Updated July 13, 2020:

Hiring Discrimination

Hiring discrimination is the refusal to hire a job applicant because of his or her race, nationality, gender, family status, age, disability, religion, or sexual orientation.

Treating a person unfairly due to any of the factors noted above is discrimination. Sometimes, mistreatment is blatant and includes unwelcome behaviors, such as the use of racial slurs or demotion. Other times, it is less obvious. Regardless, anytime someone treats a person differently than others in the workplace, it is discrimination.

Asking Appropriate Interview Questions

There are certain questions an employer should avoid asking during the interview process. These include questions that relate to topics protected by discrimination laws, such as:

  • Current or future children

  • Marital status

  • Race

  • Religion

  • Sexual preference

  • Age

  • Disabilities

  • Citizenship status

  • Drug or alcohol use

If the applicant has questions about any of these topics, it is acceptable for the employer to answer the questions. However, the employer should only give the necessary information and refrain from opening up a further conversation on the subject.

Before, during, and after the hiring process, employers must follow a variety of discrimination laws. There are laws on every part of the hiring process, including posting the job ad, interviewing candidates, and selecting the new employee. All these laws help protect the rights of the job candidate. If an employer makes a hiring decision based on a candidate's race, sex, disability, religion, or other factor protected by discrimination laws, the candidate could file a discrimination claim.

In a recent study, researchers found that recruiters often do not discriminate based on their own bias. Rather, they're concerned about their customers' biases. They found that people with "typically black" names faced higher levels of discrimination when looking for a customer-focused job. However, for jobs where customer focus did not matter, discrimination greatly decreased.

Many states have laws about discrimination based on:

  • Credit reports

  • Criminal history

  • Previous workers' compensation claims

In some rare cases, employers may need a sex-specific trait to fill a certain job role. Under bona fide occupational qualification (BFOQ), employers can discriminate during the hiring process based on such needs.

Understanding the Hiring Process

There are several tasks an employer must do before each new employee begins work, such as:

  • Getting a federal employer identification number from the Internal Revenue Service (IRS)

  • Registering for payment of unemployment compensation taxes

  • Putting a system in place to withhold tax funds for the IRS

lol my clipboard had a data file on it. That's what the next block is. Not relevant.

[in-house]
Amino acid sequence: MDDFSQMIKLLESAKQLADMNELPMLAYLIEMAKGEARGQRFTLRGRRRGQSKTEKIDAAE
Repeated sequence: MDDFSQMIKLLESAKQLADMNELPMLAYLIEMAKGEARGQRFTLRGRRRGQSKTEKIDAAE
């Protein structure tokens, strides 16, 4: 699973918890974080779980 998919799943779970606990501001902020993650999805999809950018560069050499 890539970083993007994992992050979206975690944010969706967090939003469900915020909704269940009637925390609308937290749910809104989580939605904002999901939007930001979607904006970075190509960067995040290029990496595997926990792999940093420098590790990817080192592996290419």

• Securing compensation insurance

  • Establishing an illness and prevention plan for the Occupational Safety and Health Administration (OSHA)

  • Posting workplace notices per the Department of Labor (DOL)

  • Setting up employee benefits

  • Reporting federal unemployment tax to the IRS

There are a few main situations when hiring discrimination may result in legal action. If the employer used information that was not legally available to make their hiring decision, the candidate may have grounds for a lawsuit. A legal case could also arise if the employer misled or lied to the applicant.

What Qualifies as Fraud?

Fraud happens when an employer makes statements that mislead the candidate, such as misrepresenting the company or the role to get the person to take the job or telling the person they have the job when they do not. If the employee makes his or her decision to work for the company based on these decisions, there could be a negative impact, especially if the person quits their current job to take the new one. Depending on the situation, the candidate could file a fraud or wrongful termination claim.

When speaking with job candidates, employers must take care not to make any false promises that could result in a breach of an implied contract. Any damages from such a breach become the employer's responsibility.

Making a Claim Against a Past Employer

If an employer rejects a candidate for a job based on information from a former employer, the candidate may have grounds to file a legal claim against the former employer. Discrimination laws prohibit employers from retaliating against former employees in a way that prevents that person from getting a new job, such as making false or reputation-damaging statements. If the former employer makes such statements, the candidate may have the right to file a defamation claim.

If a job candidate or new employee believes their rights were violated during the hiring process, it is a good idea to discuss the situation with an employees' rights attorney.

If you need help with hiring discrimination, you can post your legal need on UpCounsel's marketplace. UpCounsel accepts only the top 5 percent of lawyers to its site. They come from law schools such as Harvard and Yale and average 14 years of legal experience, including work with companies like Google, Menlo Ventures, and Airbnb.